Clip a Parrot’s Wings
Wing clipping is controversial. It may stop your bird from flying out and escaping, but they can become injured by crash-landing when they can no longer fly properly. Think carefully first, and consider the alternatives that are recommended by bird trainers and behaviorists, including clicker training a bird to recall, so you can safely let them out of their cages. If you truly have no other option, then consider clipping as a last resort.
Determining When and Whether to Clip
Ask yourself whether you want to clip your bird’s wings.
There are strong arguments on either side — both for and against clipping. Those who caution against it say that birds were meant to fly and we should not interfere with a parrot’s natural inclinations. Clipping the parrot’s wings deprives them of this basic freedom. Consider other options first.
- If you are planning to show your bird, it should never be clipped.
Train your bird.
Parrots respond very well to clicker training, and you can train your parrot to return to you when called. You can also use clicker training to modify unwanted behaviors, which can help your parrot stay happy and safe.
- If you are not willing to do the work to train a parrot, then you may want to reconsider if getting a bird is right for you.
Clip the wings for safety reasons indoors.
There are some dangers to letting your bird fly free in your home. They can potentially damage their feathers, knock things over, and consume things that they should not. Many household items can be dangerous to parrots, including toilets and other standing water, lightbulbs and stoves that get hot, ceiling fans, cords to blinds, and windows and mirrors.
- Ask yourself why you want a bird if you don’t want it to fly or don’t feel that your home is a safe environment. Consider that a different pet may be more appropriate.
Prevent your bird from escaping.
Parrots are quick and can take advantage of any open door or window to get out. Once outside, it may be difficult to get bird back if you have not trained them. With clipped wings, the chance of escape is reduced. And if your bird does get out, it’s much easier to get them back.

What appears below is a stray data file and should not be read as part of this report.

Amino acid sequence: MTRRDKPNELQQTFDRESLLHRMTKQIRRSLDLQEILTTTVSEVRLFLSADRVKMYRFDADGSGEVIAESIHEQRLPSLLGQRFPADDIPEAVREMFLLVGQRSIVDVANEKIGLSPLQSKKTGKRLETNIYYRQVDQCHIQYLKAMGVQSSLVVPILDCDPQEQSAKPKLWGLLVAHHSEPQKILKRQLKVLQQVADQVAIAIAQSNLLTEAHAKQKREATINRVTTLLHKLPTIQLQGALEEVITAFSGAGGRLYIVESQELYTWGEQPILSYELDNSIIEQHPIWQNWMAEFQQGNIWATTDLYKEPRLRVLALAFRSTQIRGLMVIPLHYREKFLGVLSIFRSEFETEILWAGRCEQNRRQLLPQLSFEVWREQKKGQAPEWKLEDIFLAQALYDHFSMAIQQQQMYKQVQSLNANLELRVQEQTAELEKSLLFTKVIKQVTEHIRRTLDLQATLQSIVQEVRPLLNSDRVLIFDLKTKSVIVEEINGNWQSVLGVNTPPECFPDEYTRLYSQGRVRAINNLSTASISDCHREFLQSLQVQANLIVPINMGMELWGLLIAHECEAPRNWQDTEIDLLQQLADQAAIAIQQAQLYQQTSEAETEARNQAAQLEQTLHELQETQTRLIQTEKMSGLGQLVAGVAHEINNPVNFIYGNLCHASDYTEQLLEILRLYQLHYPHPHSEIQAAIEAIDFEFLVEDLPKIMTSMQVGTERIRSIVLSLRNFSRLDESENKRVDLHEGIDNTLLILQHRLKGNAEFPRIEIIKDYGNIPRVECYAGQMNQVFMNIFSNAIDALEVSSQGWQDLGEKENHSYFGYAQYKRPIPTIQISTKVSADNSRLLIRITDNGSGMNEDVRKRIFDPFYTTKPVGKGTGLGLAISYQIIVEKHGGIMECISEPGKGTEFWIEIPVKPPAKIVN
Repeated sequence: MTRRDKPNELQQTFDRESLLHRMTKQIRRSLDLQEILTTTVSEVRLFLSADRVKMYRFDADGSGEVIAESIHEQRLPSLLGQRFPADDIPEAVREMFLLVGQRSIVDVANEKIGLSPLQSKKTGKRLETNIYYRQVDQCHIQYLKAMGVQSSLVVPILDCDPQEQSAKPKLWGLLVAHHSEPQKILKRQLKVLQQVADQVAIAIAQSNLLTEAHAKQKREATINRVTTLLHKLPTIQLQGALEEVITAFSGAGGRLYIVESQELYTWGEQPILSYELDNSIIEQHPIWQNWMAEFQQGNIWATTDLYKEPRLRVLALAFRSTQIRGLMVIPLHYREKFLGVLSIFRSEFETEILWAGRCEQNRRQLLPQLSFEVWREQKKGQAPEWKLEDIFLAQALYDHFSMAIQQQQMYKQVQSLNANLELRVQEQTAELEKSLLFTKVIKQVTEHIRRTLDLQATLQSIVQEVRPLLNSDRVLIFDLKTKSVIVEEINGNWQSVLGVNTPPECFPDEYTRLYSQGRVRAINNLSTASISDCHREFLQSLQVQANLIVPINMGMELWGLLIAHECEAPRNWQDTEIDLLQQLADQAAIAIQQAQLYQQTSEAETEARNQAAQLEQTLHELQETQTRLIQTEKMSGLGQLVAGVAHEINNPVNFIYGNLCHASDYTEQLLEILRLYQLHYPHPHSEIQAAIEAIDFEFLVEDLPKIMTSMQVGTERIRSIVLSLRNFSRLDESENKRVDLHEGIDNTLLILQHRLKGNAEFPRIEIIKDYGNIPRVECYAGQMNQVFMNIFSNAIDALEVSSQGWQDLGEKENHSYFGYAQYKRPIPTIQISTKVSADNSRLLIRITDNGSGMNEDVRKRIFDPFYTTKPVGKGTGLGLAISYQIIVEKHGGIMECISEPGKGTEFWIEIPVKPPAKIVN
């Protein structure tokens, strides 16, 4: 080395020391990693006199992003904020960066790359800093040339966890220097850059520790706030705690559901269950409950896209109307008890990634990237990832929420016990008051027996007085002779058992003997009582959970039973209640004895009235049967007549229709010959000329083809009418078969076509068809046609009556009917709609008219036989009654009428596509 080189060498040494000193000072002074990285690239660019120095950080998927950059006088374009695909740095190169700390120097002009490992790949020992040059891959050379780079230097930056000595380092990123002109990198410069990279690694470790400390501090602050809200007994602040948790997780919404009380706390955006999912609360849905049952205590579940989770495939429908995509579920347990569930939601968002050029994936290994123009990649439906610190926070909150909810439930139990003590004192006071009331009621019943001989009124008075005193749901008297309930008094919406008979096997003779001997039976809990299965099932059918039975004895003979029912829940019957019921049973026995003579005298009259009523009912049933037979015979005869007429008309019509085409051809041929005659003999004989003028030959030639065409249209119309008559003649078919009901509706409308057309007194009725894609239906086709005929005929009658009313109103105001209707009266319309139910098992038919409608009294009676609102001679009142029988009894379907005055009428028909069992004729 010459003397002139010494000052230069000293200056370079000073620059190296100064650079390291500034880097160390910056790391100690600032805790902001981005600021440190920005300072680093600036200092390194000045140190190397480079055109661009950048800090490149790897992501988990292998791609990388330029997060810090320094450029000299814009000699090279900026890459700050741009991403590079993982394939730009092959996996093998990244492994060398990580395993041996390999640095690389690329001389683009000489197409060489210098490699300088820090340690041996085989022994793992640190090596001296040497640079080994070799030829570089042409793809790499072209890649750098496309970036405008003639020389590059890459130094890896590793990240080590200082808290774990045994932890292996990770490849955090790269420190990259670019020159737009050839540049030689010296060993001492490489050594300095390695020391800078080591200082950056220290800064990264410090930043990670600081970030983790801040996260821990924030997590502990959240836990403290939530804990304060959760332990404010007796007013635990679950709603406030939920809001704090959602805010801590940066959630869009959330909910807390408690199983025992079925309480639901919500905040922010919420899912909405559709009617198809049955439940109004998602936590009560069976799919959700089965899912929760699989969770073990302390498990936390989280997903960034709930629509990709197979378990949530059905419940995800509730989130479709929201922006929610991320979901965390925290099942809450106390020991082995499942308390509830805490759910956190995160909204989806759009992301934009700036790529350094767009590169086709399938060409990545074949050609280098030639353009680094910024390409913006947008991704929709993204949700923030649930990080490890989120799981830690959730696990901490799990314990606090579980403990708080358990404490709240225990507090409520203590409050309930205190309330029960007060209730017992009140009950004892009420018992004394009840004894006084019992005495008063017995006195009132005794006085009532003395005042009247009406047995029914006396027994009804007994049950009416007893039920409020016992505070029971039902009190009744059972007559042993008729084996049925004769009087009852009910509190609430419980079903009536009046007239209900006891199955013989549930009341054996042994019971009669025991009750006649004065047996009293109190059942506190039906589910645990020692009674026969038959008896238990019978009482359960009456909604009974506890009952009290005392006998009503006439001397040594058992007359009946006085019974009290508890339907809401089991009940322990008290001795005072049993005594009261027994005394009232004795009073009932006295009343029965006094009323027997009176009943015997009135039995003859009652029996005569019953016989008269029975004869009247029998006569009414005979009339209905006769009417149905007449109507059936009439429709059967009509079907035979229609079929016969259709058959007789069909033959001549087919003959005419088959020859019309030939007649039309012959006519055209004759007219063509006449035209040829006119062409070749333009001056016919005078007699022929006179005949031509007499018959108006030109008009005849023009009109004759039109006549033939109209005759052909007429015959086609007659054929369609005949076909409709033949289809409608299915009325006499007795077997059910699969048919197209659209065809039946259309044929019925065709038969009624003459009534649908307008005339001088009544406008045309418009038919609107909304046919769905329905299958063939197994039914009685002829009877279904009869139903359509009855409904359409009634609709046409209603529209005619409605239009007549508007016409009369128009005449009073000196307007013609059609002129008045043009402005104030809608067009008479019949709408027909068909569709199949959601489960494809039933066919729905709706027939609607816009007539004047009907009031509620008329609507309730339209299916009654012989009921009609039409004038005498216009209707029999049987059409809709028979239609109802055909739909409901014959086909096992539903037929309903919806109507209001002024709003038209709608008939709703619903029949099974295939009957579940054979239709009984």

Don’t clip a baby parrot’s wings.
Bird wings should not be clipped until the bird can fly. Clipping too early can stunt the regular growth of the feathers.
Decide if you want a veterinarian to cut your bird’s wings.
If you’ve never done it before, it’s advisable to have your vet do it the first time. That way you can see how it works and then decide if you want to continue to do it at home.
Cutting the Wings
Prepare to cut the wings.
Find an assistant, a towel suitable for the size of the bird, a sharp pair of scissors, and styptic powder, available at pet stores. Styptic powder is essential if you end up cutting too much and your parrot bleeds. If you don’t want to clip your parrot’s wings yourself, ask the assistant to clip them.
Use a towel.
Drape the towel over both of your hands. Stay relaxed and face your bird. Gently wrap the towel around it if possible. If not, toss the towel over the bird and gently but firmly place your index finger on the top of its head and your other fingers around the sides of its lower beak. This will prevent biting and allow you and your assistant to arrange the towel safely. Make sure the feet are secured inside the towel to prevent scratching.
- Birds are very sensitive to stress, and it is possible that the bird may have a heart attack when forcibly restrained.
Determine which feathers to cut.
Pull a wing out of the towel restraint and find the primary flight feathers. These will be the last ten and longest feathers on the wing. Talk to your vet before you cut the first time — different birds (depending on size) might need different feathers cut.
Using the scissors, cut off the ends off the outer six or seven.
Leave a few centimeters between the cut end of the feather and the smaller feathers above. You may be tempted to leave the outer one or two alone for appearance’s sake, but this is unadvised as this may be enough to give your bird the lift it needs to fly.
Avoid cutting the “blood” or “pin” feathers.
These feathers are new and just starting to grow out, still endowed with a waxy sheath and plenty of blood supply for growth. You should be able to see the blood in the feather tube. Generally if you accidentally cut one of these, the blood will clot on its own. However, if you end up re-injuring one of these, the blood probably won’t clot. If you are inexperienced, you should keep Kwik Stop or another styptic powder handy to immediately stop the bleeding. Birds have very little blood, so stopping a bleed quickly is important.
Cut the other wing.
Do it in the same way you did the first wing. Cutting less off both sides is much better than cutting one wing (making the bird list to one side and unable to fly).